Although the big four supermarkets have struggled in the face of competition from discounters such as Aldi and Lidl, high end retailers such as Waitrose have been relatively untouched by the phenomenon due to an extremely loyal customer base. However, it appears that this trend may be changing somewhat, as Waitrose has been forced to deliver its first profits warning for the current financial year.
This means that Waitrose is now the third retailer to release a profits warning in the current quarter, joining rivals Tesco and Morrisons in admitting that next month’s profits are unlikely to meet initial forecasts.
In part, this is due to tough comparative figures from last year when the retailer saw unprecedented success and soaring sales, yet managing director Mark Price insists the real reason for the disappointing announcement is the level of investment being channelled into growth at present.
He says; “We are in a period of unprecedented investment and this will have an impact on the profit we report next month.
“We are investing to enable us to compete effectively in this very tough market and to build a strong business for the future.”
As this investment programme is set to last for some time, there are concerns within the retail industry that the upmarket supermarket will fail to meet profit guidelines for the full financial year. Although Mr Price believes that sales will rise by around 4.5 per cent during August, this has not quite been enough to alleviate the scepticism emanating from analysts.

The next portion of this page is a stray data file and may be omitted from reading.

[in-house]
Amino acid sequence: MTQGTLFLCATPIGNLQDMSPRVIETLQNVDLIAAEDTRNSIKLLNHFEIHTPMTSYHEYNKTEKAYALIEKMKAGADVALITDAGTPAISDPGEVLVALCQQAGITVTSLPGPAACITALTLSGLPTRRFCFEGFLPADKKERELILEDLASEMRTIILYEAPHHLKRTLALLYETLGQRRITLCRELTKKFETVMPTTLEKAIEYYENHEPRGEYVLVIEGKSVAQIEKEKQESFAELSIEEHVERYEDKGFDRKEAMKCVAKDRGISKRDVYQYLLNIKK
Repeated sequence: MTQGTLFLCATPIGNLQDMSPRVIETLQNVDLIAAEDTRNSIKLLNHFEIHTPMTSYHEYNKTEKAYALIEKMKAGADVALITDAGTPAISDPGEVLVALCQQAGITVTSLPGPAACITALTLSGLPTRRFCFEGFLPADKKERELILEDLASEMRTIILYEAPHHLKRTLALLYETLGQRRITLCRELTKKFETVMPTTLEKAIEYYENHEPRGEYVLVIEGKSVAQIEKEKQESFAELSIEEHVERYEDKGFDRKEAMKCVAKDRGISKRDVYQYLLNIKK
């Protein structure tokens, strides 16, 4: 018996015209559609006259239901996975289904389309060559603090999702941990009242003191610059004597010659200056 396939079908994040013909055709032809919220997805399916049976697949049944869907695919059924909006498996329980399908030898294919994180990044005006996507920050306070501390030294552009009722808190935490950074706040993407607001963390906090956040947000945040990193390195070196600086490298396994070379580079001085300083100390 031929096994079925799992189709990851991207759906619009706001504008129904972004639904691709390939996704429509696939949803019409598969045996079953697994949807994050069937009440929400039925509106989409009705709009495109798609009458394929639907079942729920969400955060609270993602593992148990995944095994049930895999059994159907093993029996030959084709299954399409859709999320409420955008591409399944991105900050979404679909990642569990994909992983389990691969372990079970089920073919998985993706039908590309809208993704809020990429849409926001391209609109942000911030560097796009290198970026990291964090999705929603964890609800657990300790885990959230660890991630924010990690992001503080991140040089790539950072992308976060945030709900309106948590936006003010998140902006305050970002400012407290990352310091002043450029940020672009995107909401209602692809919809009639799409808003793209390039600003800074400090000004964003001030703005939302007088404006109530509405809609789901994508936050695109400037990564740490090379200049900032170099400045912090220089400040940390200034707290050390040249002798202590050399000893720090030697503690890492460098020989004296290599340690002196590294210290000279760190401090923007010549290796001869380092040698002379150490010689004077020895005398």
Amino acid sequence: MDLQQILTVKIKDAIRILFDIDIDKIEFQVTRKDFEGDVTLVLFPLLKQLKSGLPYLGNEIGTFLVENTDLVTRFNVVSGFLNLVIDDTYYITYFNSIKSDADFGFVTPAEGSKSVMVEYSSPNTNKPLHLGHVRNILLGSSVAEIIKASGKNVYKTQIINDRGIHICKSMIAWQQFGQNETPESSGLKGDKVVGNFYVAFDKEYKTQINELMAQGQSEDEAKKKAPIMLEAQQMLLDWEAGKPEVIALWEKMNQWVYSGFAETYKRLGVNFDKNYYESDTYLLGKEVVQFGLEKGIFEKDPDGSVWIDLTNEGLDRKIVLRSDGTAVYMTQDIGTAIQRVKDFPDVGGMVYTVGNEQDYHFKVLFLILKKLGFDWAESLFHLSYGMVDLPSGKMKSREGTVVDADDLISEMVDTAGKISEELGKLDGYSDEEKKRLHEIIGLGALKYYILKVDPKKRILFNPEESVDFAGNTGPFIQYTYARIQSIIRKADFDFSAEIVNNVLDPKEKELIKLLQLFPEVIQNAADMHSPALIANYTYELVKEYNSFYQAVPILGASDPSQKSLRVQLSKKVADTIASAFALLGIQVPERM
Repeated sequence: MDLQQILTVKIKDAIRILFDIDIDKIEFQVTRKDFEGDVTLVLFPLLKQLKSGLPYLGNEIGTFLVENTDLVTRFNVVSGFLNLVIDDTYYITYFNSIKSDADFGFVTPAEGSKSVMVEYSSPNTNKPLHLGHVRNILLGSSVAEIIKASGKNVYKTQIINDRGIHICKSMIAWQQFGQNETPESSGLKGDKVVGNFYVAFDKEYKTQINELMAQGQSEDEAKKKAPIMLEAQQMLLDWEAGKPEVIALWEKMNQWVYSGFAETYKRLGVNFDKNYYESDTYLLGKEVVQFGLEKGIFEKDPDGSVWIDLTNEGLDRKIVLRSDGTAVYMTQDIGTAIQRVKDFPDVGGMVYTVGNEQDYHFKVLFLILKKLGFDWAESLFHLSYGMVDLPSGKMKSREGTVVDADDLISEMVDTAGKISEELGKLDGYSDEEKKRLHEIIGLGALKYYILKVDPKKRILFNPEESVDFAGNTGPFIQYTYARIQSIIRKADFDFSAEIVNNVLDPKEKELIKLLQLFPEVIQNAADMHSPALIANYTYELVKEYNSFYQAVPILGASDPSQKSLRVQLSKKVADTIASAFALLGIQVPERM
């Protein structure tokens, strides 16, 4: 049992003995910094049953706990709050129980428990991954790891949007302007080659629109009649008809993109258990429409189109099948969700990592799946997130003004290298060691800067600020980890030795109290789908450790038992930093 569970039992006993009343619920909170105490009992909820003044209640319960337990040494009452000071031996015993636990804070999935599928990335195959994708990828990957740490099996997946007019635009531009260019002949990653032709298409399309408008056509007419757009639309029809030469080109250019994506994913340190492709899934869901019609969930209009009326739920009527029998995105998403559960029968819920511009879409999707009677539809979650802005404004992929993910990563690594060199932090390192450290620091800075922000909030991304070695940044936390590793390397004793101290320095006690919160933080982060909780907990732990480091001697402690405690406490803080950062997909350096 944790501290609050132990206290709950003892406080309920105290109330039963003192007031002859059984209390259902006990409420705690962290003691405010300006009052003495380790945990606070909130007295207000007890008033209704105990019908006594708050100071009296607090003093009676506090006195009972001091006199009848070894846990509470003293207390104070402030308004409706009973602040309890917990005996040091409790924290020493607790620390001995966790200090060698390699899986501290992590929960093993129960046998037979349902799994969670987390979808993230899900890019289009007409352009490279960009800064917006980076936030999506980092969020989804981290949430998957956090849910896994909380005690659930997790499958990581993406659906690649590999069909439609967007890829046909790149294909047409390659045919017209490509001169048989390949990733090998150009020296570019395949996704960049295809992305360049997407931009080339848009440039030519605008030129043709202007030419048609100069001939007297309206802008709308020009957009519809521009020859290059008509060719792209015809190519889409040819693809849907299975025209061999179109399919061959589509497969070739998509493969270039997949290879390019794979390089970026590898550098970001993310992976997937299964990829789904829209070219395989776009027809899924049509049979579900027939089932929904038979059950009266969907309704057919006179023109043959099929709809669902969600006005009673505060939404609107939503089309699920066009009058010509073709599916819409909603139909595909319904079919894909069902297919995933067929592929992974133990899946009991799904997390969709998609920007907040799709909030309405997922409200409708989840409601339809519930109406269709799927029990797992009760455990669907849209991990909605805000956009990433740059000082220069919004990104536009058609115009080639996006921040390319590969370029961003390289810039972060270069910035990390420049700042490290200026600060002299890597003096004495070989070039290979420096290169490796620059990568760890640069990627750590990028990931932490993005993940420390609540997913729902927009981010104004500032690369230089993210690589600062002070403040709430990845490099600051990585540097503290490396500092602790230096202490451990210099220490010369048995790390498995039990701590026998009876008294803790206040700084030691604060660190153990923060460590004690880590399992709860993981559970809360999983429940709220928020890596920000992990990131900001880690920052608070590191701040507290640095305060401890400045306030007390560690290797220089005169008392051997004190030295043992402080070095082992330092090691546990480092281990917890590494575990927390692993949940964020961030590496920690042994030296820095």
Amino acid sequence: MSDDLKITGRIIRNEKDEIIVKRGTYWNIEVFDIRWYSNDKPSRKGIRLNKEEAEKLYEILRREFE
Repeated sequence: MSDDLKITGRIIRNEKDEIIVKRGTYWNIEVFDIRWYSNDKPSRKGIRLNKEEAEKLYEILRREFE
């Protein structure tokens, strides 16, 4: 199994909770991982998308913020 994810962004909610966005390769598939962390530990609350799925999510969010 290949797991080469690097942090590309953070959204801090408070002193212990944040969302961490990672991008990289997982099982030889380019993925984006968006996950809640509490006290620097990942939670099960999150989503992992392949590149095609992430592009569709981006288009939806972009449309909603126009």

Waitrose remains one of the only supermarket brands in the UK declining to join the price war, as it has so far failed to lower prices in an attempt to fight competition from discounters.
However, this new investment will see it engage in price matching and promotional activity, hopefully building upon the success of the myWaitrose cardholder scheme which allows frequent customers to cash in on a free coffee and newspaper offer – cardholders can now also claim money off butter and milk during their weekly shop.
Unfortunately, despite these concessions, it appears that Waitrose is now being affected by the rise of the discounters. The latest figures from Nielsen show that Aldi’s market share has now leapfrogged Waitrose’s, as in the 12 weeks to the 19th of July the discounter’s market share rose to 5.2 per cent, leaving Waitrose lagging behind on just 5 per cent.
UK head of retailer and business insight at Neilsen, Mike Watkins, believes that the discounters will now seek additional sources of growth and may soon begin to focus more upon fresh fruit and vegetables – an area supermarkets such as Waitrose and Morrisons have traditionally dominated.
He says; “The discounters have been very effective at stealing share for packaged goods such as cans, packets and bottles.
“If they can also eat into fresh foods, which account for almost half of food and drink sales, we could see a seismic shift in the sector over the next six months.”
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